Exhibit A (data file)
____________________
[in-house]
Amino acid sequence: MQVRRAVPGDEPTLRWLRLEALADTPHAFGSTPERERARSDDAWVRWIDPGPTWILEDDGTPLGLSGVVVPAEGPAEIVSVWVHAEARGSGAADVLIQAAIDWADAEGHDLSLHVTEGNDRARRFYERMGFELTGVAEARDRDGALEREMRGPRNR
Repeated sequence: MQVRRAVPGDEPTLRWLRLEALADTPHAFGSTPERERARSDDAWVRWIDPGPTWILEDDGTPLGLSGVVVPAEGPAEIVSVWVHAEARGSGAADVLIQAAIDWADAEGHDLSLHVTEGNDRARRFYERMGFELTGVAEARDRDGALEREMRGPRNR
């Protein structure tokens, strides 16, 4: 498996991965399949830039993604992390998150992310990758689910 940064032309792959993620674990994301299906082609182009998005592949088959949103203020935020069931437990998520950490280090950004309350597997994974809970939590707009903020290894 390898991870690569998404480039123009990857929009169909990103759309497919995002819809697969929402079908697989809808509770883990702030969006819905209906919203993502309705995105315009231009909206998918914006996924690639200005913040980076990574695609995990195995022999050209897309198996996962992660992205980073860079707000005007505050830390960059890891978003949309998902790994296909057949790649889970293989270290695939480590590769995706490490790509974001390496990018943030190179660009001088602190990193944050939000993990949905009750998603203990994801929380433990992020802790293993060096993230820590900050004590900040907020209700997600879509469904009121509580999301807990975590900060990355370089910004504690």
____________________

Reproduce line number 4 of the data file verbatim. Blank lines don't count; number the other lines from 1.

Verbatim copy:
């Protein structure tokens, strides 16, 4: 498996991965399949830039993604992390998150992310990758689910 940064032309792959993620674990994301299906082609182009998005592949088959949103203020935020069931437990998520950490280090950004309350597997994974809970939590707009903020290894 390898991870690569998404480039123009990857929009169909990103759309497919995002819809697969929402079908697989809808509770883990702030969006819905209906919203993502309705995105315009231009909206998918914006996924690639200005913040980076990574695609995990195995022999050209897309198996996962992660992205980073860079707000005007505050830390960059890891978003949309998902790994296909057949790649889970293989270290695939480590590769995706490490790509974001390496990018943030190179660009001088602190990193944050939000993990949905009750998603203990994801929380433990992020802790293993060096993230820590900050004590900040907020209700997600879509469904009121509580999301807990975590900060990355370089910004504690």